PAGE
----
The Debouncing technique

Event Listeners are really a great bonus for JavaScript. They help in improving the user’s experience and interaction with the web page. JavaScript has a lot of event listeners, a whole lot of them. These event listeners are very active and they keep watching your every move on a webpage (Beware! They are watching you!). When the desired action/event occurs, they immediately call the function that is attached to them.

As you know, computers are very fast, incredibly fast, a simple event can be fired a zillion times. For example, a scroll event listener will fire a million times for every scroll that you do, the same goes for the resize event. Just imagine how much load it can put on browsers if a function is called million times continuously? Phew! Poor browser 😔 Here comes our savior and hope “The debouncing and throttling function”.

Debouncing is a technique that is used to limit the rate of execution of a function. This drastically improves the performance of a browser, when a tedious function is attached to an event Listener like onScroll, onResize, etc. A debounce function in minimum takes two parameters – the function to be debounced and the wait time in milliseconds and in turn returns a debounced function. Now with this returned function you can debounce a scroll/resize event handler to be fired once for every specified wait time. A simple debounce function as taken from Underscore.js is given below, it is very simple, it simply calls the function passed to it at regular intervals using the setTimeout and clearTimeout functions.

// From Underscore.js library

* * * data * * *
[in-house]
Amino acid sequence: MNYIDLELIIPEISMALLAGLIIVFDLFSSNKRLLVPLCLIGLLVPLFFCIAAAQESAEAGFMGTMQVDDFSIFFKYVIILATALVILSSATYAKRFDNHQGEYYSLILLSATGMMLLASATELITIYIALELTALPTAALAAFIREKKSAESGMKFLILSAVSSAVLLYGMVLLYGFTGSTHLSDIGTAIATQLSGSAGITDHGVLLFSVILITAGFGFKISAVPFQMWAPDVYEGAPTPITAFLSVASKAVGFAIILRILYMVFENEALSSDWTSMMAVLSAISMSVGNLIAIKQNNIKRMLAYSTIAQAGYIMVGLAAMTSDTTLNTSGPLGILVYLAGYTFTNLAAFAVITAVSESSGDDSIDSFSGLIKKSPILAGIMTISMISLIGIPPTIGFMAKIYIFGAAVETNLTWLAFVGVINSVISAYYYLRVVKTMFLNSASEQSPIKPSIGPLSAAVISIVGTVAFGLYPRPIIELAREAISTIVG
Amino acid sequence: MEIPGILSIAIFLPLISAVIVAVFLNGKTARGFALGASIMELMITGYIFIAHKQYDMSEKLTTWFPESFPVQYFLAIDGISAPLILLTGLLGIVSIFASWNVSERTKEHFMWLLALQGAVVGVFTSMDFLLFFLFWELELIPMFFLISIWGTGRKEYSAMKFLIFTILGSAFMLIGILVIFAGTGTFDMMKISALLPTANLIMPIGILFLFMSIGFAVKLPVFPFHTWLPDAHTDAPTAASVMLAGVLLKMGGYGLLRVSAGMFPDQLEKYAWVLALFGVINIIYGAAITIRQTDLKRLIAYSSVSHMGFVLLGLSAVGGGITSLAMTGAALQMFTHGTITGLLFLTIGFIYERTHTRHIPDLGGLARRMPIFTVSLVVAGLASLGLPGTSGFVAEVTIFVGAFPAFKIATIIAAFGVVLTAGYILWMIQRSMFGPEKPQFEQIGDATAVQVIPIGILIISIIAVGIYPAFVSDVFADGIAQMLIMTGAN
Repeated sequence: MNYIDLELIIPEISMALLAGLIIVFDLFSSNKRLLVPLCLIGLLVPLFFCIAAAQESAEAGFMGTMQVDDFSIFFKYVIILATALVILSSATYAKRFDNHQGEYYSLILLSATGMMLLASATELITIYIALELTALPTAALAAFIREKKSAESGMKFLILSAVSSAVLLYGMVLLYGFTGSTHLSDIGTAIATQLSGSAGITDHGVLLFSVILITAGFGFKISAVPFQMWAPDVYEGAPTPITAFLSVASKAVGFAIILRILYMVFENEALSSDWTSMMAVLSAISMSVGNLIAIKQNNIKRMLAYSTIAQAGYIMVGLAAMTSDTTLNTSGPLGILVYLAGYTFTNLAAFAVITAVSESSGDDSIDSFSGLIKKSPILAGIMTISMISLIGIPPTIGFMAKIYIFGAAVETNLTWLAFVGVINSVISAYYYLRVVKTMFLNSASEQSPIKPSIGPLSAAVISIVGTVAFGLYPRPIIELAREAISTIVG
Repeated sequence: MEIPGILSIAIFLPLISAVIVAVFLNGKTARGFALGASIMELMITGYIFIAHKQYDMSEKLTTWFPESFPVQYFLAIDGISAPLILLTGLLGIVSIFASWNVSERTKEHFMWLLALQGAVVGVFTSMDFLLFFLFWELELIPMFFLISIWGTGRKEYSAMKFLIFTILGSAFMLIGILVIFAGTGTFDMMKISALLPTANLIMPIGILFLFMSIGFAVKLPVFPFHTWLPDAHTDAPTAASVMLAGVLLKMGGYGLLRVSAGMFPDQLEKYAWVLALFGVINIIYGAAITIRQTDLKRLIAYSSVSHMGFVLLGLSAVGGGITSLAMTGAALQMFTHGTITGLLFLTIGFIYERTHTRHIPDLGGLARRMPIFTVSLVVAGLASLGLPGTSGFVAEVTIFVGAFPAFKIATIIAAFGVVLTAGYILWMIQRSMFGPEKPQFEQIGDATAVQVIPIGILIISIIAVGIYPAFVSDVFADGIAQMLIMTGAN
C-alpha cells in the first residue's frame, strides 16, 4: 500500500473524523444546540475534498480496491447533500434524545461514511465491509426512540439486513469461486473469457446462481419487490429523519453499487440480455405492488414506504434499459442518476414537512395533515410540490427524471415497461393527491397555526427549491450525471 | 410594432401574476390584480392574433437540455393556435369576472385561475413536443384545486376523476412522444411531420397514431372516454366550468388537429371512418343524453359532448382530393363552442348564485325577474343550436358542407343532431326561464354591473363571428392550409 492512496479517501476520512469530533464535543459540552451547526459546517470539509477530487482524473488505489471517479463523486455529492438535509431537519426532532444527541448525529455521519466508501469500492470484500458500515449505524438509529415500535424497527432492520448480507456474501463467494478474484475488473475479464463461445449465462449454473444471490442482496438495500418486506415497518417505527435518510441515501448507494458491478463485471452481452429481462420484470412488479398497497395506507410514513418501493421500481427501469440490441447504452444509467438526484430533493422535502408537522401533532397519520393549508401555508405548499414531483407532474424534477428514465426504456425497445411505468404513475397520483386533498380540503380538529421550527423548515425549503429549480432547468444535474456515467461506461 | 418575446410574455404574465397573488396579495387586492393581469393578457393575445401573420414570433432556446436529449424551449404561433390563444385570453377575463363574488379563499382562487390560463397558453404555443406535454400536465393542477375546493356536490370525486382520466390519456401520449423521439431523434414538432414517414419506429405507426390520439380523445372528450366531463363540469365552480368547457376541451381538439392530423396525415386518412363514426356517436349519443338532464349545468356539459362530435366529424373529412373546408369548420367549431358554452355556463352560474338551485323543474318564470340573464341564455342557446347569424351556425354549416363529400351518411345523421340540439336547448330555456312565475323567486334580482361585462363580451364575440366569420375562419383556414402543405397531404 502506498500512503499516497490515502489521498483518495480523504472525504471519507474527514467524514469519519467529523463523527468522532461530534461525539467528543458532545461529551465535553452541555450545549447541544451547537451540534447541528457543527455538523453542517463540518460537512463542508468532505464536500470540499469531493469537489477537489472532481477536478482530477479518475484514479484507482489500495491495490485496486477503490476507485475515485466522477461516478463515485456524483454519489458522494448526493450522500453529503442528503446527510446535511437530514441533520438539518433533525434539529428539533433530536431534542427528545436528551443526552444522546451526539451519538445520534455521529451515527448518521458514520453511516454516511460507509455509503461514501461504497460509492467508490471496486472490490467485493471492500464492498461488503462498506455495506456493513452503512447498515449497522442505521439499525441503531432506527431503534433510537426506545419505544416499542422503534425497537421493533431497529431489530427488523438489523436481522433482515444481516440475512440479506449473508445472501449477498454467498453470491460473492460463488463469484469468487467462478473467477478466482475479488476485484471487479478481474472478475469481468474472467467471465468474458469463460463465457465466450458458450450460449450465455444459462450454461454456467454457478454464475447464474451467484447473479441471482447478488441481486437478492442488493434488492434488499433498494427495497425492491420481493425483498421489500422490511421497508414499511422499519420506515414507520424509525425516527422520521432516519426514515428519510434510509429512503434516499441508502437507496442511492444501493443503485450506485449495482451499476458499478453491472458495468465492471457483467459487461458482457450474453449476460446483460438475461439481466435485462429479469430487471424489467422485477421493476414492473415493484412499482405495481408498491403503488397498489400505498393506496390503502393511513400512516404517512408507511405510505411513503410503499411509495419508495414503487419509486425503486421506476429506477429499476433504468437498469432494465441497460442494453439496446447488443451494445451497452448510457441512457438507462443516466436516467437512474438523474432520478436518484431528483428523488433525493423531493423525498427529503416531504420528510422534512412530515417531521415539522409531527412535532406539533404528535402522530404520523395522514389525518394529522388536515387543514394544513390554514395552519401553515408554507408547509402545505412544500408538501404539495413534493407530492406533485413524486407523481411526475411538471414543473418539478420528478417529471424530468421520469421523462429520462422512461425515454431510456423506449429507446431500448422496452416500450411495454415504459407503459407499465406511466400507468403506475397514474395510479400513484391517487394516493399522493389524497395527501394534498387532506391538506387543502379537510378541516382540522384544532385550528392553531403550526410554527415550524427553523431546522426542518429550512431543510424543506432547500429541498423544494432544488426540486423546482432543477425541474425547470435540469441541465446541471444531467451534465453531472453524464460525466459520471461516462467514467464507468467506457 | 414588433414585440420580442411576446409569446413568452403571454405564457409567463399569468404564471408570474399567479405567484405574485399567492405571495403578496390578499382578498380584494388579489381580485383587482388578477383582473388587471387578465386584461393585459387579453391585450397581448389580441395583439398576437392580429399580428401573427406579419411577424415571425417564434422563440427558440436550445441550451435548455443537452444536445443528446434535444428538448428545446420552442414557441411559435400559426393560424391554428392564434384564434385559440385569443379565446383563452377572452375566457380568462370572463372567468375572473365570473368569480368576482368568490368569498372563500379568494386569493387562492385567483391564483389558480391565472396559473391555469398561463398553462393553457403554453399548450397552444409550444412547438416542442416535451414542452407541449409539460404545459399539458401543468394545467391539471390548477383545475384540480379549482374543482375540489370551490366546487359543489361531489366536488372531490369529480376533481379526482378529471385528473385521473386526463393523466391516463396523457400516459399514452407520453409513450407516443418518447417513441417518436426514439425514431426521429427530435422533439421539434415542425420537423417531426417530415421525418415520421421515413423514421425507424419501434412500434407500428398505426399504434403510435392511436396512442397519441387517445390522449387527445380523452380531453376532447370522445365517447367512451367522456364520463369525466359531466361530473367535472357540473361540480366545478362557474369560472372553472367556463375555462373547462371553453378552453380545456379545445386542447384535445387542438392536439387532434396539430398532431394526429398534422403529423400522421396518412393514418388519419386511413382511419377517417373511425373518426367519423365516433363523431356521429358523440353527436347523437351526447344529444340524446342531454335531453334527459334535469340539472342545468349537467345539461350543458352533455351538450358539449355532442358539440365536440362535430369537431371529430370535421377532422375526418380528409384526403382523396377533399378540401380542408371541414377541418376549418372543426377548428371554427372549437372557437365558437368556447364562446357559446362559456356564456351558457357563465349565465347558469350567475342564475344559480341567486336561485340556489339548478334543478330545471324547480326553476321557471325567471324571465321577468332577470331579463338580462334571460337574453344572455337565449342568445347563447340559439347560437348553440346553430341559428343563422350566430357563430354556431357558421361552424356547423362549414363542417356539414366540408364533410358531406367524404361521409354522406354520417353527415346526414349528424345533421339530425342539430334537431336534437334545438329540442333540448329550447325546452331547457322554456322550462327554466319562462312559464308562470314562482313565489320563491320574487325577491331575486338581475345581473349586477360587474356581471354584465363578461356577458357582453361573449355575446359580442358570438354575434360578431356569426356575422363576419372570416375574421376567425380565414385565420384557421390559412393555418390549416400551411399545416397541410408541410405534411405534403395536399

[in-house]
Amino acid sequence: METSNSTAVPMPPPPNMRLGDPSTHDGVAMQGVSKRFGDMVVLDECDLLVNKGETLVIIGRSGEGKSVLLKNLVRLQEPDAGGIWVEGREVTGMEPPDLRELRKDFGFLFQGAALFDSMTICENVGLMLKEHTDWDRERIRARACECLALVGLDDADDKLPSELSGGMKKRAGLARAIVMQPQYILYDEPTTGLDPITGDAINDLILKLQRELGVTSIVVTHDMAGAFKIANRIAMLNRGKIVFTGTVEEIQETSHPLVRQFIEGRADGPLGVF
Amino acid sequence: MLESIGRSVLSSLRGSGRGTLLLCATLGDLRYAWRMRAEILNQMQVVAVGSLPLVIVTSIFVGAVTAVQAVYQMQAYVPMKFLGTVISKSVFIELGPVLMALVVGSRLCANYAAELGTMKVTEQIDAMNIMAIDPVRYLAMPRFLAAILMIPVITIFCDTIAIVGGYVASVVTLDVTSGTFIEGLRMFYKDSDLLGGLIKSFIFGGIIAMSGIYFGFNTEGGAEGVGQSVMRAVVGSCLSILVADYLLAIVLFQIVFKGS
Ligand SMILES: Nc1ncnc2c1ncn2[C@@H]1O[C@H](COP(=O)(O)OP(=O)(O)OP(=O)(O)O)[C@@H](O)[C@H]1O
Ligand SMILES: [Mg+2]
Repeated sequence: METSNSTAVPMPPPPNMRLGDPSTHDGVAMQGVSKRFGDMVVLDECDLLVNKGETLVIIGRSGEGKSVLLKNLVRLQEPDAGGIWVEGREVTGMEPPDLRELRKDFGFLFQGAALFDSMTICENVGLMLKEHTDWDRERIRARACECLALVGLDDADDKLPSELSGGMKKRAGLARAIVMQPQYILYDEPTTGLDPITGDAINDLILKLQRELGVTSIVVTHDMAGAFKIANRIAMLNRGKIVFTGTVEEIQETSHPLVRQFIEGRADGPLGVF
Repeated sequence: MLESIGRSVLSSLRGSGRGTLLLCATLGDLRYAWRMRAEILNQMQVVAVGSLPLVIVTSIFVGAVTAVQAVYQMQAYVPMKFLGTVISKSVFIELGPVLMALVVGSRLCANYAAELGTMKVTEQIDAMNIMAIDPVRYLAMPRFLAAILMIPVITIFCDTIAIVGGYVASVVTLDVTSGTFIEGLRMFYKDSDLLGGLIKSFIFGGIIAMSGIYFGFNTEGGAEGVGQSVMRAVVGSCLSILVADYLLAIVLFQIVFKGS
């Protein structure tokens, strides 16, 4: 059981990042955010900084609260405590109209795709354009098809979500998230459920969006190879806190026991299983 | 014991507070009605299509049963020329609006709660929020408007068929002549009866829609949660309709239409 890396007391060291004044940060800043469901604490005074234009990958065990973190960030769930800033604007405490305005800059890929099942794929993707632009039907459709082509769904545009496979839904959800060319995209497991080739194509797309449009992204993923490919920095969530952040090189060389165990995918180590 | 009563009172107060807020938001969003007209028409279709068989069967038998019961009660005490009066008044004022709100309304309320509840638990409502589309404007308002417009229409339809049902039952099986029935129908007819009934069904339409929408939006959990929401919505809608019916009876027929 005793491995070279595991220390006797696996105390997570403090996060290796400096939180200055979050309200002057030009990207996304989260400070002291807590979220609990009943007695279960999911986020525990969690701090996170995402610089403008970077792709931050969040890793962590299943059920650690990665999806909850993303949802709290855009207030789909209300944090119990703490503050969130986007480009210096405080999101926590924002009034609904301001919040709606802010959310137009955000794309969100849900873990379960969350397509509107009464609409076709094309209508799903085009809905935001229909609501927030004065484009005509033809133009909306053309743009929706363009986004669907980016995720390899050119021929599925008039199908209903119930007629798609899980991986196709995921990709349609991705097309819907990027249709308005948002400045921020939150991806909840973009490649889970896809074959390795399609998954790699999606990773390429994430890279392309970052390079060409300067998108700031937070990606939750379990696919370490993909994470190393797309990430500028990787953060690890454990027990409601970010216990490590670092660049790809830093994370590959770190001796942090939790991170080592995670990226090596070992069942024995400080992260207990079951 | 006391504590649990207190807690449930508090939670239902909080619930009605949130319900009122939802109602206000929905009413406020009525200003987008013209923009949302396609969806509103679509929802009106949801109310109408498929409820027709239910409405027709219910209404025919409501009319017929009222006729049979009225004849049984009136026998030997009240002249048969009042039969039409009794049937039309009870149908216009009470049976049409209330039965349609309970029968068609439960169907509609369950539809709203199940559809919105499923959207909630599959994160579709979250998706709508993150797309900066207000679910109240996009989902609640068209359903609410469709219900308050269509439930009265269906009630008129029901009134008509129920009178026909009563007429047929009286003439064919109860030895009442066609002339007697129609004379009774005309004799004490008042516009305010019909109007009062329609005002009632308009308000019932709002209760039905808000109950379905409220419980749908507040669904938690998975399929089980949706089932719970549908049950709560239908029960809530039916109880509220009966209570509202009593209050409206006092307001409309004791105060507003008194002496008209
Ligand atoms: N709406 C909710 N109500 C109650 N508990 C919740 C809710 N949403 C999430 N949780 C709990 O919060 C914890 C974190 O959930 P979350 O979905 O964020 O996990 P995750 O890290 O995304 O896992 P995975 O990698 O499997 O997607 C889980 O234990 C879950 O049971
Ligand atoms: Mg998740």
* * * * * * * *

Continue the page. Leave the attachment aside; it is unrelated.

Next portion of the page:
function debounce(func, wait, immediate) {
    var timeout;
    return function() {
        var context = this,
            args = arguments;
        var later = function() {
            timeout = null;
            if (!immediate) func.apply(context, args);
        };
        var callNow = immediate && !timeout;
        clearTimeout(timeout);
        timeout = setTimeout(later, wait);
        if (callNow) func.apply(context, args);
    };
};

 

You have read till here and still clueless about what a debouncing function is? I have an analogy for you 😃 Read until the end!I know a teacher back in my school, she was very good in teaching but at the same time, she had eyes all-over the school, in the walls, canteens, classrooms and literally everywhere. She used to watch all my mischiefs and report them back to my parents immediately. In short, she was a mischief listener (a kind of event Listener). As soon as I do a mischief and before I could reach home, there would be a great welcome ceremony organized by my mom with dad as a chief guest along with spicy scoldings and sometimes with more delightful trashings.

Let me write the above in JavaScript using JQuery

$('Samuel').on('mischief', reportHisParents());
As days went by, I became naughtier and thus she had to often report back to my parents. This was going on until one day, my parents became tired and annoyed by my mischiefs and her reportings. So, one day they visited my school and told her “Hello madam, It is good that you report our sons mistake every now and then, but we are tired of hearing them every day, can you please report them on a monthly basis, during every parents-teachers meet up?”. She replied “I would be glad to”, with an evil smile. From then on, my mischiefs were not reported immediately to my parents but only once in a month, during the Parents-teachers meetup. 😃
Then it became
var reportMonthly = debounce(reportHisParents(), 2629800000); 
// 2629800000ms = 1 month

$('Samuel').on('mischief', reportMonthly);

This is what debouncing does, it does not fire a function as soon as it is invoked, instead, it waits for the specified time and then fires the function.

Hope you understood the concept of debouncing. If you like this post and want more posts like this on the web and tech-related topics, please subscribe (there is a button in the bottom right corner). Also feel free to share your thoughts in the comment section 😃